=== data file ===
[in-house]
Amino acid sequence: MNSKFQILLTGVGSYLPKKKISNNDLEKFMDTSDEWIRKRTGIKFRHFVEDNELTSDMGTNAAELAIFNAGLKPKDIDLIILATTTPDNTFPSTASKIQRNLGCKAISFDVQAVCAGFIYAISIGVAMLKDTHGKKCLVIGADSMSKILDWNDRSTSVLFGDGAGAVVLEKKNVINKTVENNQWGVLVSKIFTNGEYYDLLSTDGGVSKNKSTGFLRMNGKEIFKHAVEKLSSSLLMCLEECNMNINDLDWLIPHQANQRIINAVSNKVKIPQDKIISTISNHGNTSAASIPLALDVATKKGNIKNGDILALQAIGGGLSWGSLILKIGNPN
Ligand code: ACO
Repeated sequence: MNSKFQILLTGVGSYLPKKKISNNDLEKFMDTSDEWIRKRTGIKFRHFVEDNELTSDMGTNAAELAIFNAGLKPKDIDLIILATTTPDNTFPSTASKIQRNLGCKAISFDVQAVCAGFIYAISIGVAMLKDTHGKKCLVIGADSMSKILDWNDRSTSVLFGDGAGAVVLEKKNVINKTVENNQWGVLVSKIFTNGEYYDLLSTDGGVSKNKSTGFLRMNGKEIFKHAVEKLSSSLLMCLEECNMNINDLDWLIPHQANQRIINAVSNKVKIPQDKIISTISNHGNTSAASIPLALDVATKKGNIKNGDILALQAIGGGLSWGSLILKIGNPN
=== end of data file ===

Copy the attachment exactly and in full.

[in-house]
Amino acid sequence: MNSKFQILLTGVGSYLPKKKISNNDLEKFMDTSDEWIRKRTGIKFRHFVEDNELTSDMGTNAAELAIFNAGLKPKDIDLIILATTTPDNTFPSTASKIQRNLGCKAISFDVQAVCAGFIYAISIGVAMLKDTHGKKCLVIGADSMSKILDWNDRSTSVLFGDGAGAVVLEKKNVINKTVENNQWGVLVSKIFTNGEYYDLLSTDGGVSKNKSTGFLRMNGKEIFKHAVEKLSSSLLMCLEECNMNINDLDWLIPHQANQRIINAVSNKVKIPQDKIISTISNHGNTSAASIPLALDVATKKGNIKNGDILALQAIGGGLSWGSLILKIGNPN
Ligand code: ACO
Repeated sequence: MNSKFQILLTGVGSYLPKKKISNNDLEKFMDTSDEWIRKRTGIKFRHFVEDNELTSDMGTNAAELAIFNAGLKPKDIDLIILATTTPDNTFPSTASKIQRNLGCKAISFDVQAVCAGFIYAISIGVAMLKDTHGKKCLVIGADSMSKILDWNDRSTSVLFGDGAGAVVLEKKNVINKTVENNQWGVLVSKIFTNGEYYDLLSTDGGVSKNKSTGFLRMNGKEIFKHAVEKLSSSLLMCLEECNMNINDLDWLIPHQANQRIINAVSNKVKIPQDKIISTISNHGNTSAASIPLALDVATKKGNIKNGDILALQAIGGGLSWGSLILKIGNPN